He’s a graphic design major in his final year at the Art Academy of Cincinnati. Beyond turning in school assignments, the Male graduate has been building up a sizeable portfolio for tastemakers like the Saving Our Style blog, The Aviation and others. Upon graduation, though, he’s wondering if design is what will pay his bills. Josh Nicholson has been moonlighting in another field, one that continues to show more promise with each new project. Nicholson is also Josh La Rock, producer for Jalin Roze, Tarik Adams and J Cannon, and he’s built one of the region’s most exciting aural portfolios of the last decade.
With graduation looming and a highly anticipated new record with Roze nearing completion, La Rock is looking at a fork in the road, one that he may not be able to straddle forever.
“I’ve been thinking about that a lot lately,” La Rock says. “I want to be my own boss at some point (and) start my own studio/firm. I’m not sure what getting there is going to look like, but that’s the goal.”
Asked what would happen if that phone call were to happen tomorrow, saying a deal is in place, he says, “(That’s) actually what my senior thesis work is about — how I’m at an interesting place right now because I’ve managed to pursue both music and design, and either one of them could take off. I love doing both.”
The work he’s done with Jalin Roze is of such high quality you’d think the budgets were astronomical, the studios world class. In reality, La Rock works only on a PC, using the digital audio editing program Fruity Loops. The vocals are recorded in Louisville with engineer David Soards. The 2011 album The Brilliance is their most recent project, the most collaborative to date. Before, La Rock would put tracks together and send ideas back and forth through Facebook and email; with Brilliance, Roze would bring sample ideas (such as The Bird and The Bee’s “Polite Dance Song” on “Give It Up”) for La Rock to perfect and mold.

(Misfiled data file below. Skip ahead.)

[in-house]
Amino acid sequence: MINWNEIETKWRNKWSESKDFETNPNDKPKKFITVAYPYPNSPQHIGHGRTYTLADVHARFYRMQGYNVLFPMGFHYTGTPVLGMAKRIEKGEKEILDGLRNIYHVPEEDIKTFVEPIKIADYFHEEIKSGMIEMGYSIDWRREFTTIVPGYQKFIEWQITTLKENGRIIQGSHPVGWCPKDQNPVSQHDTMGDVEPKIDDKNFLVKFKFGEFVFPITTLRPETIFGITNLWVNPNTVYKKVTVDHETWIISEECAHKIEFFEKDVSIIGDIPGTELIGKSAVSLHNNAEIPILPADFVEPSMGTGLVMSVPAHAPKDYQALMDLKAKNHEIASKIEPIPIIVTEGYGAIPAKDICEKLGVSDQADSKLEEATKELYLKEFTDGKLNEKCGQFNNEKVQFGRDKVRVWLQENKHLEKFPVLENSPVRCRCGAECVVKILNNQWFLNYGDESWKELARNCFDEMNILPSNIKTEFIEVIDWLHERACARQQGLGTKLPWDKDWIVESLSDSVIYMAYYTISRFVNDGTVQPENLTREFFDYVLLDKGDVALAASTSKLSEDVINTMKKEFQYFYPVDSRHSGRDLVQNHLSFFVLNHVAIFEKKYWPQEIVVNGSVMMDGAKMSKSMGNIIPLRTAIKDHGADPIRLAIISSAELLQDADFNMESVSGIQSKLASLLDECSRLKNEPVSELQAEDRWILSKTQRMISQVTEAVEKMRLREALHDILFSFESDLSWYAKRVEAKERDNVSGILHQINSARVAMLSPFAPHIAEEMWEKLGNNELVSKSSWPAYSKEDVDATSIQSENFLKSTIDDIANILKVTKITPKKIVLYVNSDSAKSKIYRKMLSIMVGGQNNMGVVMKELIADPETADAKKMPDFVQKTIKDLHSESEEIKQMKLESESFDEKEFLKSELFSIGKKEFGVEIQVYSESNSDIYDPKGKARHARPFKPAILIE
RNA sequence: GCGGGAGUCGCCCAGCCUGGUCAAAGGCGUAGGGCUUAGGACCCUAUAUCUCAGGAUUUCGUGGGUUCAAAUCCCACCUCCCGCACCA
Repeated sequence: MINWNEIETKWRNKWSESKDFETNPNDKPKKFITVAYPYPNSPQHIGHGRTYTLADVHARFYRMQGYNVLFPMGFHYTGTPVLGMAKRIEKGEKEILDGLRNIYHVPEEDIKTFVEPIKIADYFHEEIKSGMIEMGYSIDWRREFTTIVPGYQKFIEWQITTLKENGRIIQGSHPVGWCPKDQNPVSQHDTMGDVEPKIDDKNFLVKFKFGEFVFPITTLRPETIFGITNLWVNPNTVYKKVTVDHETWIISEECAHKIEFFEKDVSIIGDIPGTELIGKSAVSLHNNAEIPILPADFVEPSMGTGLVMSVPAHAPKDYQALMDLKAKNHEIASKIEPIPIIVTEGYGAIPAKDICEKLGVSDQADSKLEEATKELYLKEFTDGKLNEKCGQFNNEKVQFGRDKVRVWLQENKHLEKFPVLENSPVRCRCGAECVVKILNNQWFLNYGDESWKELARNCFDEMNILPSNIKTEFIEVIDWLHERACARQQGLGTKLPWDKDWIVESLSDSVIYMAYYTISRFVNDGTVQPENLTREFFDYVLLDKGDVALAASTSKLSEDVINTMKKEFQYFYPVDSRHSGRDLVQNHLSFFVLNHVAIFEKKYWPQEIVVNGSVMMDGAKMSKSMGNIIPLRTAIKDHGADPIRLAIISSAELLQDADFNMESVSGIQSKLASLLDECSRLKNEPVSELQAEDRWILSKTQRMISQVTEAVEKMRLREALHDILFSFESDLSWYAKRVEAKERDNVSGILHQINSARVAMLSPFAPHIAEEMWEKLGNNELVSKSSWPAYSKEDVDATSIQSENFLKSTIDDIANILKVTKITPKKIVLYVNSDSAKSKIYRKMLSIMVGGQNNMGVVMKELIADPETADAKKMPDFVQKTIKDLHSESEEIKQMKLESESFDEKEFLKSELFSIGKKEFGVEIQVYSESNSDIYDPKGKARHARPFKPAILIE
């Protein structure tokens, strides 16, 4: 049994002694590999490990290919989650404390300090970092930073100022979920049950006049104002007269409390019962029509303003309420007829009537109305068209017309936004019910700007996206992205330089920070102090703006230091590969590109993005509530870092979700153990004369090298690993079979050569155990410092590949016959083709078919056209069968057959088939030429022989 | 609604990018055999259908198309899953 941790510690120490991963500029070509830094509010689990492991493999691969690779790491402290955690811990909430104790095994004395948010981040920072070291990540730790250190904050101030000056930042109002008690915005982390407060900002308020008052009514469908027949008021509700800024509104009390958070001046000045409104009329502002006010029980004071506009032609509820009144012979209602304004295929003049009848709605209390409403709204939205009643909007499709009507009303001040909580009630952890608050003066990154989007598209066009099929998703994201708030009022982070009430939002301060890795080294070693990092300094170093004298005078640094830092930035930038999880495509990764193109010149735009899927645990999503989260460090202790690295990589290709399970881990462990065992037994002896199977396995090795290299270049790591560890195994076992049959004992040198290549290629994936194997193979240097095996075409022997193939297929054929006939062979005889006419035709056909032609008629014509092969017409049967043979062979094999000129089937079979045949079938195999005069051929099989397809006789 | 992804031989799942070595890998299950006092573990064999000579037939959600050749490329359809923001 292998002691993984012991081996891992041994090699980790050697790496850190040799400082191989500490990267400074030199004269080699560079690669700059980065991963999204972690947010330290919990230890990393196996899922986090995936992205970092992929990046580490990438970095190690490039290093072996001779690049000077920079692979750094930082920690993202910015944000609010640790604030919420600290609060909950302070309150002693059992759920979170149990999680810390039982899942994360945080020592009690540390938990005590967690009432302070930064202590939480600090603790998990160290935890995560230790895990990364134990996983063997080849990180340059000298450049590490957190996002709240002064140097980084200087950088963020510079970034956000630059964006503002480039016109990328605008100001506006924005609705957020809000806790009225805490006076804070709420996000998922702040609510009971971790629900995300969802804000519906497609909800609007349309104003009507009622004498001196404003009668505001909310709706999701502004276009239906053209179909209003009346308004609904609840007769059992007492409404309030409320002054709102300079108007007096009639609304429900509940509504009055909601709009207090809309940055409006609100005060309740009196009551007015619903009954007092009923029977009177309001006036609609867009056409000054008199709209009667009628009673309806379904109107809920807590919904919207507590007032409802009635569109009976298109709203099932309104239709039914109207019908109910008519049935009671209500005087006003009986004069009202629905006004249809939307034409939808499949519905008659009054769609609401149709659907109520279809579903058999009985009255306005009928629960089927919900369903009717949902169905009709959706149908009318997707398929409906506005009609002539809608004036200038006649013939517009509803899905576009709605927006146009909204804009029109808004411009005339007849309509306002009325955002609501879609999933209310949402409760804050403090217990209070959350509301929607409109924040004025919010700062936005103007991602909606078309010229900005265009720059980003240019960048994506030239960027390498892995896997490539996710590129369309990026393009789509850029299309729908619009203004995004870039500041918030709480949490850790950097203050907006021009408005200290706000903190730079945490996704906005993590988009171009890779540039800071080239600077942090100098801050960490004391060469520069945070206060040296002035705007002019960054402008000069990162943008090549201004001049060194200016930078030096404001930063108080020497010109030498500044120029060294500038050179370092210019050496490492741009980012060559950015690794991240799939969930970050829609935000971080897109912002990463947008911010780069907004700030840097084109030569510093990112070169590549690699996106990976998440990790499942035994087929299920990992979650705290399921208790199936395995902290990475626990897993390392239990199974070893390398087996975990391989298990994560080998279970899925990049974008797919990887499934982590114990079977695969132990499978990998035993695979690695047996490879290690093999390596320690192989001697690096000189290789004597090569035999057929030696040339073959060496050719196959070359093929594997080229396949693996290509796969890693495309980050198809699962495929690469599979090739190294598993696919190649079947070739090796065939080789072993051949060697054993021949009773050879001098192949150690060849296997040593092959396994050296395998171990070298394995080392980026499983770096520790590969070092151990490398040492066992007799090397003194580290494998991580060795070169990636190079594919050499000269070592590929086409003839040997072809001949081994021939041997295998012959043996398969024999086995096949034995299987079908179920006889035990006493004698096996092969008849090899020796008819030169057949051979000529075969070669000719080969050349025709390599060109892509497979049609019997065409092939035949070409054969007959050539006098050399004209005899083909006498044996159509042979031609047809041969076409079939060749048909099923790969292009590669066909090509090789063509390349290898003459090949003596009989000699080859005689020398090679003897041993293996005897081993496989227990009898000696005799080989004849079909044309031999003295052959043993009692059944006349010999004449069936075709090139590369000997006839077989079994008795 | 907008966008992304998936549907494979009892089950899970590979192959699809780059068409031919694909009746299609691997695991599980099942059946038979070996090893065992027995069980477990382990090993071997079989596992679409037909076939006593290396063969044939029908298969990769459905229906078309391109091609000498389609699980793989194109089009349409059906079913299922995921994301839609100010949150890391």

Next up is Grand National Dreams, a year-in-the-works project that should see daylight by the beginning of August, and whose title states clearly what the next step should entail.
It’s not a bad look for a couple guys who first met through pick-up basketball games, while La Rock’s cousin Justin was in the house making music. Curiosity got the better of young Josh, who peeked in and eventually learned the ins and outs.
“He showed me a lot in the beginning,” he says of his cousin. “I didn’t have the software or a computer of my own back then, so I would go over to my aunt’s house just to watch him and pick up on things.”
Time and geography separated La Rock and Roze until chance encounters brought them back right around the time of Roze’s The bLOUprint, his debut release, an album of original verses over Jay-Z instrumentals. With a wide-open future and opportunities looming, what does the design student think of his relative anonymity?
“I’m not really built for the spotlight. That’ll never be me. We work hard, so I can appreciate the recognition. But I started doing music as creative outlet.”